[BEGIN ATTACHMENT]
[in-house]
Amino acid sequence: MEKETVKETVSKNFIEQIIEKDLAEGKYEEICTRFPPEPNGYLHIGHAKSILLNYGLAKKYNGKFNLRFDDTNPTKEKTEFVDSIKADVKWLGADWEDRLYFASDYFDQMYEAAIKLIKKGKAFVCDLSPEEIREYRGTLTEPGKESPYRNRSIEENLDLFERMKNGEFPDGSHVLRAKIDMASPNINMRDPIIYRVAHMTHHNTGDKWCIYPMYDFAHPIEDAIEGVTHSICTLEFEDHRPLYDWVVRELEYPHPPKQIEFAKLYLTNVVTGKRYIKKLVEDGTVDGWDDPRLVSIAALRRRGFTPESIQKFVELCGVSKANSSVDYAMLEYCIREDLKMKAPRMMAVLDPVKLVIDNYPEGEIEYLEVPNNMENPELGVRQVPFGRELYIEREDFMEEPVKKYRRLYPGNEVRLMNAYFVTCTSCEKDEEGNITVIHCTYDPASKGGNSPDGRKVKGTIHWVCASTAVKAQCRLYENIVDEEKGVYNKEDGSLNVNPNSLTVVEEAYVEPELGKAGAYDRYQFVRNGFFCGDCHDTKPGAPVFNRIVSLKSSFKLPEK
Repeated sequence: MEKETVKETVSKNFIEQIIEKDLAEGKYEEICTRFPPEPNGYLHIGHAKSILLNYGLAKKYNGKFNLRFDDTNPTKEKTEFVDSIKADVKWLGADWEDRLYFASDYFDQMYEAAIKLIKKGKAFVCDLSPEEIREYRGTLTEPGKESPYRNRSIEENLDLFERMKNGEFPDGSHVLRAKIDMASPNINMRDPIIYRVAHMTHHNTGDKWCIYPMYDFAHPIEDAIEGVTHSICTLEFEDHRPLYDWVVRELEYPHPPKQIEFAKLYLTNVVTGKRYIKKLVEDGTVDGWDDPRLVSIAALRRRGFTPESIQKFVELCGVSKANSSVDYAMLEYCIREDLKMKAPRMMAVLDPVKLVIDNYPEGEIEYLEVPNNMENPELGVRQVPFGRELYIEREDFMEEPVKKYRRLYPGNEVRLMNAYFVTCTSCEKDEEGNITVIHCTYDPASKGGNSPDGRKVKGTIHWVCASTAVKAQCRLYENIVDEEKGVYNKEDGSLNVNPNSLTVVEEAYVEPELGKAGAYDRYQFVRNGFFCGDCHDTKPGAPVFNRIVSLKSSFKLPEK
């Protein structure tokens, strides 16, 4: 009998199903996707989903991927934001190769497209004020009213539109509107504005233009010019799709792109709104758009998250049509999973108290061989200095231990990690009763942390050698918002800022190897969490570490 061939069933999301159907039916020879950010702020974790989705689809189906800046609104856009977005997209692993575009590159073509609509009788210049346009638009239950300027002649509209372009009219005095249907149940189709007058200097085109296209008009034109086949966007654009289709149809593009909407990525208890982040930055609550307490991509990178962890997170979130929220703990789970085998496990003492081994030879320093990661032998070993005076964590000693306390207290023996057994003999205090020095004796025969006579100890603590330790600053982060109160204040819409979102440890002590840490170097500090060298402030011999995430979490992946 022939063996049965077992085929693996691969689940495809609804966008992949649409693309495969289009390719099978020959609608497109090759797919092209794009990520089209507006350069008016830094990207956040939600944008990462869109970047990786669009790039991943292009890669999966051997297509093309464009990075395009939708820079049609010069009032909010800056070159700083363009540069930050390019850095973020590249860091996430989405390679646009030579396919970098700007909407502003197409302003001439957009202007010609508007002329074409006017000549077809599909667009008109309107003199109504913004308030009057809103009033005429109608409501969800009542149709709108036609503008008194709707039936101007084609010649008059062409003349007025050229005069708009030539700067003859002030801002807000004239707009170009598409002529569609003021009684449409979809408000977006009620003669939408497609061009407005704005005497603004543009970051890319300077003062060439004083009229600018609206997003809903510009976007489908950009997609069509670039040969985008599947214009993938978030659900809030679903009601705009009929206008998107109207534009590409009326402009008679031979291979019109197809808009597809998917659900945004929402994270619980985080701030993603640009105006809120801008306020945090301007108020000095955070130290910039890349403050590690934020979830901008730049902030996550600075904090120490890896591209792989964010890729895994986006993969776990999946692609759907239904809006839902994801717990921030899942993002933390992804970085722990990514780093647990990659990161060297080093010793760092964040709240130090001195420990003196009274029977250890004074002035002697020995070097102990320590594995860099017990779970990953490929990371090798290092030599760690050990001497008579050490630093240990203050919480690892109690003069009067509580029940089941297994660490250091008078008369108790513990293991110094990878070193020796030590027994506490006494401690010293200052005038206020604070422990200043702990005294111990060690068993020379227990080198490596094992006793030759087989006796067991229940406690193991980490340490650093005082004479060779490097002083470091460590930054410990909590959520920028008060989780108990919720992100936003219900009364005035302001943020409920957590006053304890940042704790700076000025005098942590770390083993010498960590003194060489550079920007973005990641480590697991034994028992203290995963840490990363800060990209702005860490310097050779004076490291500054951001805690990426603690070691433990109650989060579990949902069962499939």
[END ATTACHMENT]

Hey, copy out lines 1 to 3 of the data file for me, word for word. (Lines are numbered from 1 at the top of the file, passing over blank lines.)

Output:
[in-house]
Amino acid sequence: MEKETVKETVSKNFIEQIIEKDLAEGKYEEICTRFPPEPNGYLHIGHAKSILLNYGLAKKYNGKFNLRFDDTNPTKEKTEFVDSIKADVKWLGADWEDRLYFASDYFDQMYEAAIKLIKKGKAFVCDLSPEEIREYRGTLTEPGKESPYRNRSIEENLDLFERMKNGEFPDGSHVLRAKIDMASPNINMRDPIIYRVAHMTHHNTGDKWCIYPMYDFAHPIEDAIEGVTHSICTLEFEDHRPLYDWVVRELEYPHPPKQIEFAKLYLTNVVTGKRYIKKLVEDGTVDGWDDPRLVSIAALRRRGFTPESIQKFVELCGVSKANSSVDYAMLEYCIREDLKMKAPRMMAVLDPVKLVIDNYPEGEIEYLEVPNNMENPELGVRQVPFGRELYIEREDFMEEPVKKYRRLYPGNEVRLMNAYFVTCTSCEKDEEGNITVIHCTYDPASKGGNSPDGRKVKGTIHWVCASTAVKAQCRLYENIVDEEKGVYNKEDGSLNVNPNSLTVVEEAYVEPELGKAGAYDRYQFVRNGFFCGDCHDTKPGAPVFNRIVSLKSSFKLPEK
Repeated sequence: MEKETVKETVSKNFIEQIIEKDLAEGKYEEICTRFPPEPNGYLHIGHAKSILLNYGLAKKYNGKFNLRFDDTNPTKEKTEFVDSIKADVKWLGADWEDRLYFASDYFDQMYEAAIKLIKKGKAFVCDLSPEEIREYRGTLTEPGKESPYRNRSIEENLDLFERMKNGEFPDGSHVLRAKIDMASPNINMRDPIIYRVAHMTHHNTGDKWCIYPMYDFAHPIEDAIEGVTHSICTLEFEDHRPLYDWVVRELEYPHPPKQIEFAKLYLTNVVTGKRYIKKLVEDGTVDGWDDPRLVSIAALRRRGFTPESIQKFVELCGVSKANSSVDYAMLEYCIREDLKMKAPRMMAVLDPVKLVIDNYPEGEIEYLEVPNNMENPELGVRQVPFGRELYIEREDFMEEPVKKYRRLYPGNEVRLMNAYFVTCTSCEKDEEGNITVIHCTYDPASKGGNSPDGRKVKGTIHWVCASTAVKAQCRLYENIVDEEKGVYNKEDGSLNVNPNSLTVVEEAYVEPELGKAGAYDRYQFVRNGFFCGDCHDTKPGAPVFNRIVSLKSSFKLPEK